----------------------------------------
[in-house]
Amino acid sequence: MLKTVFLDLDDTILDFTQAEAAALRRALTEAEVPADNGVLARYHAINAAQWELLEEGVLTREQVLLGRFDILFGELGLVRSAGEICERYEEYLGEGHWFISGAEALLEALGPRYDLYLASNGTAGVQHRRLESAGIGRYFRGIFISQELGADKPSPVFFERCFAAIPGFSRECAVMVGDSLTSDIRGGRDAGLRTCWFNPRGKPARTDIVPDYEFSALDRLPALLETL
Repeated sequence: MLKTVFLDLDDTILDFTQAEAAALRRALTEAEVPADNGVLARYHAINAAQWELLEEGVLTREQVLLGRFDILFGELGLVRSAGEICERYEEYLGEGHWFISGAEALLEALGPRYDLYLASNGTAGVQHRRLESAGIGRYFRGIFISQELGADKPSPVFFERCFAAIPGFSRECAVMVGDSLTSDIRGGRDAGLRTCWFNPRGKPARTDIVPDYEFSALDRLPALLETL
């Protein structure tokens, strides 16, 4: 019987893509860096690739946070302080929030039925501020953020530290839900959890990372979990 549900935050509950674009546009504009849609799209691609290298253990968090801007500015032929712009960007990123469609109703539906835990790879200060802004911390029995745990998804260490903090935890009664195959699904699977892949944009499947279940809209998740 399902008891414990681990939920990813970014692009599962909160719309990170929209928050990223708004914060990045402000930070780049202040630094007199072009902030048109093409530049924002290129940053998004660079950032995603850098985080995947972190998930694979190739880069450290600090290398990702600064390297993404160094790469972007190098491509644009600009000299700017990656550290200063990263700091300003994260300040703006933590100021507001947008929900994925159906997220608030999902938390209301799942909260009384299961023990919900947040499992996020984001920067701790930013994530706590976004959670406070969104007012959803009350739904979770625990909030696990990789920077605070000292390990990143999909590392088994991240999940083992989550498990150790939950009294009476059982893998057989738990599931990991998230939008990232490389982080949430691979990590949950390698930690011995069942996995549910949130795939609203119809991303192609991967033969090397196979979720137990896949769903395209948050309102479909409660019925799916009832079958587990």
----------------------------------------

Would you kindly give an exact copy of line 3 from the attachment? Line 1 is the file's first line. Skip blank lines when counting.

Repeated sequence: MLKTVFLDLDDTILDFTQAEAAALRRALTEAEVPADNGVLARYHAINAAQWELLEEGVLTREQVLLGRFDILFGELGLVRSAGEICERYEEYLGEGHWFISGAEALLEALGPRYDLYLASNGTAGVQHRRLESAGIGRYFRGIFISQELGADKPSPVFFERCFAAIPGFSRECAVMVGDSLTSDIRGGRDAGLRTCWFNPRGKPARTDIVPDYEFSALDRLPALLETL